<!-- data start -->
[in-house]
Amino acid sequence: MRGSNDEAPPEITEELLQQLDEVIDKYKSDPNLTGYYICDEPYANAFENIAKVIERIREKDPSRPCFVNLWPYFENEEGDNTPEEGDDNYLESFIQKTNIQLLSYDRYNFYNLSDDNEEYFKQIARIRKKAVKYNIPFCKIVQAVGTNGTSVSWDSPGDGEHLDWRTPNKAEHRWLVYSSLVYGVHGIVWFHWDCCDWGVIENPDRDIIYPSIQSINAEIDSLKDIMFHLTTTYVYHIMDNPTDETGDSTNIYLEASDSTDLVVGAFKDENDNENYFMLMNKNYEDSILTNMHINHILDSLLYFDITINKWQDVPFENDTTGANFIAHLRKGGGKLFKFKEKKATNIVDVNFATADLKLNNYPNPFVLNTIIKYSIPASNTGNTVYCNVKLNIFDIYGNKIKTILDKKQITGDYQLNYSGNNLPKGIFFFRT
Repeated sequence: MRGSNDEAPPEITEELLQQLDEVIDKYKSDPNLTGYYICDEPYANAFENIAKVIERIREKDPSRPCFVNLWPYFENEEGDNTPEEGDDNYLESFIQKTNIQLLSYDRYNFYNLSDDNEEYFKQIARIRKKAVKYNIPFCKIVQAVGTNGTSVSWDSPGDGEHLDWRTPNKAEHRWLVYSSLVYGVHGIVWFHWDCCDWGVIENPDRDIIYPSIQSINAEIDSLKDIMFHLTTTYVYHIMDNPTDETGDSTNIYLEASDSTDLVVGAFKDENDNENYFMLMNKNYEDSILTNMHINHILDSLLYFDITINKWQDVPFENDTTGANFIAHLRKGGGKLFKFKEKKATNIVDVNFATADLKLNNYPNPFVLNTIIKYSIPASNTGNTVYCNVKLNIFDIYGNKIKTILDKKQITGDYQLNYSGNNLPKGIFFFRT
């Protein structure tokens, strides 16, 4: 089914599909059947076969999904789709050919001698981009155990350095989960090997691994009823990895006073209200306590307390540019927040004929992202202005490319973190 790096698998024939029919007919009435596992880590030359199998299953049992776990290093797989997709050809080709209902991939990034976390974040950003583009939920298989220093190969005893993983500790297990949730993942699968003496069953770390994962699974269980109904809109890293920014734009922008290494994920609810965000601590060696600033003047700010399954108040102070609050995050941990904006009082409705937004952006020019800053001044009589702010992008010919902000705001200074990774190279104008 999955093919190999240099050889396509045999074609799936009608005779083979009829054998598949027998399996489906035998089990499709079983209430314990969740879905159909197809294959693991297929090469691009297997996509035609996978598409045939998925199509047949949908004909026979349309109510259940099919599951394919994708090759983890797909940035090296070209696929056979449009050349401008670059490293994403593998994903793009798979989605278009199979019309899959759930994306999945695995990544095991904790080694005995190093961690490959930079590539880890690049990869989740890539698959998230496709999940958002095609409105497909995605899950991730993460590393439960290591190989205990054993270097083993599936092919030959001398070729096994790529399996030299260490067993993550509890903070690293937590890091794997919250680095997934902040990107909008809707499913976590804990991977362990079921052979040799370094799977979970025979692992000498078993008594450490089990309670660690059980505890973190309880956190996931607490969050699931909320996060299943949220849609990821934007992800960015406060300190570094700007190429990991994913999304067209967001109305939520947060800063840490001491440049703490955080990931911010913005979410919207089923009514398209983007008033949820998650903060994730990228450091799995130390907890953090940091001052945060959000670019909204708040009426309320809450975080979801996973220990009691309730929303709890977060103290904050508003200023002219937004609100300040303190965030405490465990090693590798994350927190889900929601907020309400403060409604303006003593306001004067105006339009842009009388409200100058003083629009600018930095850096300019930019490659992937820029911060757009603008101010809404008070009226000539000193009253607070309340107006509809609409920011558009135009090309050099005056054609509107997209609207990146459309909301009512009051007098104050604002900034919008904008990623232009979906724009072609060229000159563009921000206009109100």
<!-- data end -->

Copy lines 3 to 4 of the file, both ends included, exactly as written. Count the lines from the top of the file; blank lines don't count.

Repeated sequence: MRGSNDEAPPEITEELLQQLDEVIDKYKSDPNLTGYYICDEPYANAFENIAKVIERIREKDPSRPCFVNLWPYFENEEGDNTPEEGDDNYLESFIQKTNIQLLSYDRYNFYNLSDDNEEYFKQIARIRKKAVKYNIPFCKIVQAVGTNGTSVSWDSPGDGEHLDWRTPNKAEHRWLVYSSLVYGVHGIVWFHWDCCDWGVIENPDRDIIYPSIQSINAEIDSLKDIMFHLTTTYVYHIMDNPTDETGDSTNIYLEASDSTDLVVGAFKDENDNENYFMLMNKNYEDSILTNMHINHILDSLLYFDITINKWQDVPFENDTTGANFIAHLRKGGGKLFKFKEKKATNIVDVNFATADLKLNNYPNPFVLNTIIKYSIPASNTGNTVYCNVKLNIFDIYGNKIKTILDKKQITGDYQLNYSGNNLPKGIFFFRT
């Protein structure tokens, strides 16, 4: 089914599909059947076969999904789709050919001698981009155990350095989960090997691994009823990895006073209200306590307390540019927040004929992202202005490319973190 790096698998024939029919007919009435596992880590030359199998299953049992776990290093797989997709050809080709209902991939990034976390974040950003583009939920298989220093190969005893993983500790297990949730993942699968003496069953770390994962699974269980109904809109890293920014734009922008290494994920609810965000601590060696600033003047700010399954108040102070609050995050941990904006009082409705937004952006020019800053001044009589702010992008010919902000705001200074990774190279104008 999955093919190999240099050889396509045999074609799936009608005779083979009829054998598949027998399996489906035998089990499709079983209430314990969740879905159909197809294959693991297929090469691009297997996509035609996978598409045939998925199509047949949908004909026979349309109510259940099919599951394919994708090759983890797909940035090296070209696929056979449009050349401008670059490293994403593998994903793009798979989605278009199979019309899959759930994306999945695995990544095991904790080694005995190093961690490959930079590539880890690049990869989740890539698959998230496709999940958002095609409105497909995605899950991730993460590393439960290591190989205990054993270097083993599936092919030959001398070729096994790529399996030299260490067993993550509890903070690293937590890091794997919250680095997934902040990107909008809707499913976590804990991977362990079921052979040799370094799977979970025979692992000498078993008594450490089990309670660690059980505890973190309880956190996931607490969050699931909320996060299943949220849609990821934007992800960015406060300190570094700007190429990991994913999304067209967001109305939520947060800063840490001491440049703490955080990931911010913005979410919207089923009514398209983007008033949820998650903060994730990228450091799995130390907890953090940091001052945060959000670019909204708040009426309320809450975080979801996973220990009691309730929303709890977060103290904050508003200023002219937004609100300040303190965030405490465990090693590798994350927190889900929601907020309400403060409604303006003593306001004067105006339009842009009388409200100058003083629009600018930095850096300019930019490659992937820029911060757009603008101010809404008070009226000539000193009253607070309340107006509809609409920011558009135009090309050099005056054609509107997209609207990146459309909301009512009051007098104050604002900034919008904008990623232009979906724009072609060229000159563009921000206009109100």